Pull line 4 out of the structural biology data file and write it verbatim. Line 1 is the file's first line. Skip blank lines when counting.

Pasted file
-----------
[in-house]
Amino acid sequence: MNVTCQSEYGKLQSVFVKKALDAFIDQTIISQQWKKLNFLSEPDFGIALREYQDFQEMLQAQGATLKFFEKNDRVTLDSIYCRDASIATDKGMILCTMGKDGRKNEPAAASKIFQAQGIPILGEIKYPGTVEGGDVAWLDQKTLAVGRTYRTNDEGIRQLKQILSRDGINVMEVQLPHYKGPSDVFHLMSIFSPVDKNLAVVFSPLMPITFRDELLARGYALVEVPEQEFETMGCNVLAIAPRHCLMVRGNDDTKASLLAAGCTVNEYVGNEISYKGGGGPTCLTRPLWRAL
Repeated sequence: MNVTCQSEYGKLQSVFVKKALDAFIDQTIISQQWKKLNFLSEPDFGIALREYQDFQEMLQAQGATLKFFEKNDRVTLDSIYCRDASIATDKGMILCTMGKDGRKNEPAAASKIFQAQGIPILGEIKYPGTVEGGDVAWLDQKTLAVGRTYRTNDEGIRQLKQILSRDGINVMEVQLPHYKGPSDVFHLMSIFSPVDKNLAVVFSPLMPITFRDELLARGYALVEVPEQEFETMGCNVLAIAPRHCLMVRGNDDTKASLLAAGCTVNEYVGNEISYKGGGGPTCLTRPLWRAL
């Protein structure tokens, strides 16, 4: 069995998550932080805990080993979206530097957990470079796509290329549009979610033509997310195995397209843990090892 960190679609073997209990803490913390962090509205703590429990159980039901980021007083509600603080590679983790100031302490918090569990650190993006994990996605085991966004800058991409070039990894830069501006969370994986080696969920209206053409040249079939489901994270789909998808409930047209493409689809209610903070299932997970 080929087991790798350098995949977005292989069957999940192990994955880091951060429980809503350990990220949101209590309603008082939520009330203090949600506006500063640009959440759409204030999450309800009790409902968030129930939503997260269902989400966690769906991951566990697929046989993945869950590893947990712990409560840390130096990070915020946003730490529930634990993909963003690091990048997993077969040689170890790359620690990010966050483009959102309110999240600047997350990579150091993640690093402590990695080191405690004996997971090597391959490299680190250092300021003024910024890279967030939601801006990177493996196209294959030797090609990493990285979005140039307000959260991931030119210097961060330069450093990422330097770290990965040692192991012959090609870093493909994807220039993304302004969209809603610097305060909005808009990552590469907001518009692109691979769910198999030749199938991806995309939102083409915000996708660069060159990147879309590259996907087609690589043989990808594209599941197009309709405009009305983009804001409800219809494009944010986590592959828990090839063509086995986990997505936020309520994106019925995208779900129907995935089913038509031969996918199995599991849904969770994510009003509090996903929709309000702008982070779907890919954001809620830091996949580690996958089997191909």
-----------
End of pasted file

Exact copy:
């Protein structure tokens, strides 16, 4: 069995998550932080805990080993979206530097957990470079796509290329549009979610033509997310195995397209843990090892 960190679609073997209990803490913390962090509205703590429990159980039901980021007083509600603080590679983790100031302490918090569990650190993006994990996605085991966004800058991409070039990894830069501006969370994986080696969920209206053409040249079939489901994270789909998808409930047209493409689809209610903070299932997970 080929087991790798350098995949977005292989069957999940192990994955880091951060429980809503350990990220949101209590309603008082939520009330203090949600506006500063640009959440759409204030999450309800009790409902968030129930939503997260269902989400966690769906991951566990697929046989993945869950590893947990712990409560840390130096990070915020946003730490529930634990993909963003690091990048997993077969040689170890790359620690990010966050483009959102309110999240600047997350990579150091993640690093402590990695080191405690004996997971090597391959490299680190250092300021003024910024890279967030939601801006990177493996196209294959030797090609990493990285979005140039307000959260991931030119210097961060330069450093990422330097770290990965040692192991012959090609870093493909994807220039993304302004969209809603610097305060909005808009990552590469907001518009692109691979769910198999030749199938991806995309939102083409915000996708660069060159990147879309590259996907087609690589043989990808594209599941197009309709405009009305983009804001409800219809494009944010986590592959828990090839063509086995986990997505936020309520994106019925995208779900129907995935089913038509031969996918199995599991849904969770994510009003509090996903929709309000702008982070779907890919954001809620830091996949580690996958089997191909």